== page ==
International Trader Who Smuggled Baby Primates and Komodo Dragons Arrested in Indonesia
Trader connected to crime syndicates in Russia, Singapore, Thailand, and Cyprus
Operation was completed by Ministry of Forestry and Jakarta National Police Criminal Investigation Division, with technical assistance from WCS’s Wildlife Crimes Unit
NEW YORK (January 23, 2014) — The Wildlife Conservation Society announced today the arrest of a wildlife trader in Indonesia who specialized in smuggling live animals including baby primates and komodo dragons.
The arrest was made in Bali by forest rangers from the Ministry of Forestry who confiscated four endangered Javan gibbons, four baby siamangs, and two palm cockatoos. The siamangs were destined for Russia, according to the investigation.
The alleged trader is connected to illegal wildlife trafficking rings in Russia, Singapore, Thailand, and Cyprus, according to WCS’s Wildlife Crimes Unit (WCU), which participated in the investigation.
“WCS congratulates BKSDA Bali and the Jakarta National Police Investigation Division (CID) for arresting this notorious trader,” said Joe Walston, WCS Executive Director for Asia Programs. “This arrest sends a message that Indonesia is serious about protecting its wildlife heritage from the ravages of the illegal wildlife trade.”
Ir. Sonny Partono, MM, Director General of Forest Protection and Nature Conservation, said: “We will thoroughly investigate this international trade gang and ensure the offenders receive the maximum penalty under Indonesian Law No. 5 year 1990 on Natural Resources Conservation and Ecosystem.”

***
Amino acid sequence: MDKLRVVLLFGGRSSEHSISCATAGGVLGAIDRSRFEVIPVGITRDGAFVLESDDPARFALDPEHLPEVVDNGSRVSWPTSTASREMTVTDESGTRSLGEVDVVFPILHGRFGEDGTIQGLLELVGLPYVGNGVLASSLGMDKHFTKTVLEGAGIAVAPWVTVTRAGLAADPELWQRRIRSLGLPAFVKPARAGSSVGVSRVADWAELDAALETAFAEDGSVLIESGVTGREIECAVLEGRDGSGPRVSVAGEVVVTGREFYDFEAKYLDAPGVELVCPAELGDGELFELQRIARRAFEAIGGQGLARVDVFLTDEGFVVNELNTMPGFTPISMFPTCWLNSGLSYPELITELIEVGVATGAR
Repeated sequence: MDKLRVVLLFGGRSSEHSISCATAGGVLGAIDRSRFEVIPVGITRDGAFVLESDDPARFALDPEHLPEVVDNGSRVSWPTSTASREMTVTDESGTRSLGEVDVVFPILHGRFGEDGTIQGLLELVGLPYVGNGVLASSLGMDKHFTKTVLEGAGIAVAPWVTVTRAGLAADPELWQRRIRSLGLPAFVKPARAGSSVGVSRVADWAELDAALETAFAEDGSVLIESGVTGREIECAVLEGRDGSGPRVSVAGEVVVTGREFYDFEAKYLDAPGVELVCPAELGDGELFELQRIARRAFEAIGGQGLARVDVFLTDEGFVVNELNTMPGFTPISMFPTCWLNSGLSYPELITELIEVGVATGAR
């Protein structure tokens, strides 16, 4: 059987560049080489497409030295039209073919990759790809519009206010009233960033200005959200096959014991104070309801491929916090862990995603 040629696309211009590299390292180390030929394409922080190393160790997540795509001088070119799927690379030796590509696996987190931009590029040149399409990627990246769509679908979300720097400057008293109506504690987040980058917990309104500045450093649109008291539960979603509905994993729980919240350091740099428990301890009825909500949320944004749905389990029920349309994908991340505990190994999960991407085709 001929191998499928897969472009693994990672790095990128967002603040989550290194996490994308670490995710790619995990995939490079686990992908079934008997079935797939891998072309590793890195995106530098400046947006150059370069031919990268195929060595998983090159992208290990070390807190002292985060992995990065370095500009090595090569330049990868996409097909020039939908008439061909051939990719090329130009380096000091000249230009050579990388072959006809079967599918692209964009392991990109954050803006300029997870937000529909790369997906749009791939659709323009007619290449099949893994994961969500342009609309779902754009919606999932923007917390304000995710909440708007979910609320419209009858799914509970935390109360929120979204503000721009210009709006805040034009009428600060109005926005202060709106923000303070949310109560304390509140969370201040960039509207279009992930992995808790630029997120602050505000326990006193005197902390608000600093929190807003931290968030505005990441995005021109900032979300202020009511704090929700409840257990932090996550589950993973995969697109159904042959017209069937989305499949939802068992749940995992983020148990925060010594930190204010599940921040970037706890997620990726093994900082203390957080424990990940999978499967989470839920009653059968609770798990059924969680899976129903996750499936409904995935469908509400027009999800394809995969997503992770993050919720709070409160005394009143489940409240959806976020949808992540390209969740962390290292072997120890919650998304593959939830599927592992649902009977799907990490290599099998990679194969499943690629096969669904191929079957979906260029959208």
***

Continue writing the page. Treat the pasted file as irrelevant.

Last month, the trader allegedly shipped two Komodo dragons to Thailand and has sent hornbill beaks and threatened turtle species to Singapore. Javan gibbon, siamang, komodo dragon, and palm cockatoo are all strictly protected under Indonesian law; and all are listed as Endangered on the IUCN Redlist 2013 except for komodo dragon which is listed as Vulnerable.
WCS’s Wildlife Crimes Unit operates in Indonesia to provide data and technical advice to law enforcement agencies to support the investigation and prosecution of wildlife crimes. The Unit’s most recent success was assisting the Government of Indonesia’s smashing of a tiger poaching ring earlier this month.
WCS’s Wildlife Crimes Unit is supported by the Save Our Species Fund. Save Our Species is a joint initiative of the Global Environment Facility, IUCN and the World Bank. A fundamental goal is to ensure the long-term survival and well being of threatened species and their critical habitats for biodiversity conservation.
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